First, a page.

By PointCentral (MultiFamilyExecutive.com Article) — With 32 percent of U.S. broadband households owning at least one connected device, smart home technology continues to capture consumer imaginations.
As a property manager interested in using and offering this technology, you will need to consider the resources that will be necessary to support, maintain, and manage various devices — as well as all the information they generate.
The Promise of Technology
Smart home solutions can certainly be a boon for managers and residents alike. For example, smart locks can prevent typical resident access issues and allow managers to reduce the time spent issuing, returning, and replacing keys. These smart locks can provide significantly tighter security and eliminate the need to change locks when renters move out (saving an average of $153 to hire a locksmith per unit).
Automated sensors can perform predictive maintenance and save thousands of dollars in damage. The average water damage claim is about $7,000, so a water sensor that can instantly detect and notify you about a leak or automatically shut off a valve can save thousands of dollars. HVAC analytics can also let you know when individual units start to underperform, which enables you to address performance before it becomes a problem.
Everyday smart devices like thermostats that adjust to predetermined levels and lights that turn on and off according to a schedule can keep unoccupied units comfortable and welcoming. Unattended showings allow allow potential tenants the convenience to view a property on their own time, saving your staff time and mitigating lost productivity.
Existing smart home technologies have augmented the resident experience in countless ways already. But managers who start spending on new technologies without a plan in place will quickly find that the return doesn’t match the hype. Here’s how you can avoid that scenario:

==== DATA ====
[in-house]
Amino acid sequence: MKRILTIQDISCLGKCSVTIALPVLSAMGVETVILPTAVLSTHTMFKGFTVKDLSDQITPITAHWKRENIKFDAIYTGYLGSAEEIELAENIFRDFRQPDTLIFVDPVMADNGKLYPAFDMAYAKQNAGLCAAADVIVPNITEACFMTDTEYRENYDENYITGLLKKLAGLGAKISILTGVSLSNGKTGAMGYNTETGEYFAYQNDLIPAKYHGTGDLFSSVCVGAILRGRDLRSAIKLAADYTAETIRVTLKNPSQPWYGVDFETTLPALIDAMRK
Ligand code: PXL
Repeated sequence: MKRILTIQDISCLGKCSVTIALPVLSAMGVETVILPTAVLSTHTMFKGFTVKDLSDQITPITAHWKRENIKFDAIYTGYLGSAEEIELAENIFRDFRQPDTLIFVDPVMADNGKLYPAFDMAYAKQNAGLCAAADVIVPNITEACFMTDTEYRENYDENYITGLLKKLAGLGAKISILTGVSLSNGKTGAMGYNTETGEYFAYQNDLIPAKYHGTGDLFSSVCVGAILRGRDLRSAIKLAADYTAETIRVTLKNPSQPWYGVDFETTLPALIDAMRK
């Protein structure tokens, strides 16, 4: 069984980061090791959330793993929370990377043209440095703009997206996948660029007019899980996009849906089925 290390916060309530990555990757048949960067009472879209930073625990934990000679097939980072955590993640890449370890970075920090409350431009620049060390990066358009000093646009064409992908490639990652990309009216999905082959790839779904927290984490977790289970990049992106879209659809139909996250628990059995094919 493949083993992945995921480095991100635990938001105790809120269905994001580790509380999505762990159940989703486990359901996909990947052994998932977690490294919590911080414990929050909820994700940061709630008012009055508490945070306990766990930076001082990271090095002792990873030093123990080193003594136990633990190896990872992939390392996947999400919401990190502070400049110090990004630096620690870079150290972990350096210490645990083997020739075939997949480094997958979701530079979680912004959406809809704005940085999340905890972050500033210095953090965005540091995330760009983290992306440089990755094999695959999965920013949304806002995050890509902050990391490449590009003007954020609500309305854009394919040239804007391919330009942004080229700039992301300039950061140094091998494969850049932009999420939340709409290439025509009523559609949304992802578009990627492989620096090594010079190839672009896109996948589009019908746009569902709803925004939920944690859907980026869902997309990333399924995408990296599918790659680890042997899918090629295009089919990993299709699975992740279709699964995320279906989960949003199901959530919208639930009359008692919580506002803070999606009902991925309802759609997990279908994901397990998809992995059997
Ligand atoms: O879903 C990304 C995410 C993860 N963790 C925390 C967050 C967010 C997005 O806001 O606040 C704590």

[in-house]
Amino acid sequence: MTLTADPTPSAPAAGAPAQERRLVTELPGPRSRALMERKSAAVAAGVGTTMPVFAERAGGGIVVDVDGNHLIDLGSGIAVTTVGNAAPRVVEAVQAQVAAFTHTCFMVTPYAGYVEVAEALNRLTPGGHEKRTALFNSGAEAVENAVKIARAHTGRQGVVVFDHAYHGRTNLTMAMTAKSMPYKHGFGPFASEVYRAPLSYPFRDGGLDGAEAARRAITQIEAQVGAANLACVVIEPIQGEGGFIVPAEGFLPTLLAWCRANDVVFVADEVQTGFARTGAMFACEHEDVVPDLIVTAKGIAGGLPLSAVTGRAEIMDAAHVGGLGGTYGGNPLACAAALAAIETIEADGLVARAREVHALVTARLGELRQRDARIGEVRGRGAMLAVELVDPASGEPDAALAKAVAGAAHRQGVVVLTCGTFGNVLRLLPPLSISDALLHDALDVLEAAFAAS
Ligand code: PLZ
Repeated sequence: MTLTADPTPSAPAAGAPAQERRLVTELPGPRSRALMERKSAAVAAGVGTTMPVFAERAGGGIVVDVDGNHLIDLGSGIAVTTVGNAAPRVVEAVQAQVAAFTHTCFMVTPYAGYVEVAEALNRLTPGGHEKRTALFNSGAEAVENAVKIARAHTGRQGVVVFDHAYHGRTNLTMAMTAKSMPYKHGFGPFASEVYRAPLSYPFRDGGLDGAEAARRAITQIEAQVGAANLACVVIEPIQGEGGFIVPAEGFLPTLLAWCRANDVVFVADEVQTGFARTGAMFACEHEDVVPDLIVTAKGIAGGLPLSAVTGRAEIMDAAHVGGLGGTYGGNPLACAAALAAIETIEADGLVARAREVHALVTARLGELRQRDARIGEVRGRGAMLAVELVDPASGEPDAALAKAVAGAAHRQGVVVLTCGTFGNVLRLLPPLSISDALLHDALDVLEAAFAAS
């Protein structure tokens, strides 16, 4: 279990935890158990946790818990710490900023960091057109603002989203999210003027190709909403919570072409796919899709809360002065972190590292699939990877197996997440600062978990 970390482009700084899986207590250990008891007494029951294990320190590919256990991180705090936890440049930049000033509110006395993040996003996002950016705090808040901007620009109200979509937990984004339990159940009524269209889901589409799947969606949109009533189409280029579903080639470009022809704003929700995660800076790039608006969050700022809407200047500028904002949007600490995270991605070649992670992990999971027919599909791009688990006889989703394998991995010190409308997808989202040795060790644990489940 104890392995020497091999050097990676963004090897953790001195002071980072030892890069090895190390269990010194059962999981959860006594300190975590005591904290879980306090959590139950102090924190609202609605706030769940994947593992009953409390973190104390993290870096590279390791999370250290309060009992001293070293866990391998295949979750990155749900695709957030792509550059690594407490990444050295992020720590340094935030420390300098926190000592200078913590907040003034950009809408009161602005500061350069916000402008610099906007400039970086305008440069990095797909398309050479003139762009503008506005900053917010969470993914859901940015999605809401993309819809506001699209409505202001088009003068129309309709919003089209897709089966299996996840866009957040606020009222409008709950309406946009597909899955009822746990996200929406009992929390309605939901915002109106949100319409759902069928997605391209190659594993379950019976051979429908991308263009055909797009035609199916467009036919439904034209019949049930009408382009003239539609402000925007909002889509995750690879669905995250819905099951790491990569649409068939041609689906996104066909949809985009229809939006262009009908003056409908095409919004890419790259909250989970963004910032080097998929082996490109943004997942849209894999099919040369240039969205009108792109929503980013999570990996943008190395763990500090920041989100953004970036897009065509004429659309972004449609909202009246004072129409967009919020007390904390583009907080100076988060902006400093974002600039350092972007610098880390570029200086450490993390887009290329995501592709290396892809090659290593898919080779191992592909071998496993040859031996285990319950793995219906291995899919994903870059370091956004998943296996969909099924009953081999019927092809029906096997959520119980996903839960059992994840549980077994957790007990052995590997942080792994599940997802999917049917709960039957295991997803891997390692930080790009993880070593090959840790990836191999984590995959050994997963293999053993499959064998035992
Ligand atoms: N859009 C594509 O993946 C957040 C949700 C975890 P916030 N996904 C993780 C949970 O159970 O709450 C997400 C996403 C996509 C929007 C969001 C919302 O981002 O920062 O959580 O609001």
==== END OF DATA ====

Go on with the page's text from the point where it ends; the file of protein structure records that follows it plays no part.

1. Don’t think of a smart home as just a resident amenity.
Yes, residents love a smart thermostat that saves them 15-23 percent on their energy bills or connected locks that let them know when a significant other (or dog walker) came in the house — but those are not the only benefits. Home automation technology also provides asset protection for owners and operational benefits for property managers. Prioritize platforms that have the potential to maximize time and resource savings for you, the property manager.
2. Do your homework.
Be sure to do some upfront research on platforms, services, and hardware before you buy anything — this will save you headaches down the road. Aside from hardware and services offered, be sure to ask about their data security and data privacy practices, property management software integrations, and support capabilities. It’s a good idea to test devices and systems first.
3. Consider how you want to connect your smart home tech.
If you’re leaning toward Wi-Fi or broadband internet, keep in mind that it might not be legal for you to require residents to connect a device to their personal router or Wi-Fi. Relying on consumer-grade networking equipment and encryption standards leaves your network security vulnerable while also introducing reliability concerns; according to a recent report from Cisco, 43 percent of households experience at least one internet outage per month. Frequent outages and security gaps mean critical systems can be offline frequently, which could put you and your residents in an inconvenient or even dangerous situation.
Smart home technology isn’t on the way — it’s already here. To avoid potential problems, take your time to consider why you want smart technology and how it fits into your business plan.
Sean Miller is president of PointCentral, a subsidiary of Alarm.com and the leader in enterprise property automation solutions for long-term and short-term managers of single-family and multifamily rental properties. Outside of having a lifelong passion for technology, Mr. Miller has almost 10 years of professional experience with B2B and B2C IoT/home automation technology, having previously led global sales and business development for Wemo, Belkin’s home automation business unit, and launched Mobile Link, a cellular-based internet connectivity service for generators, at Generac Power Systems.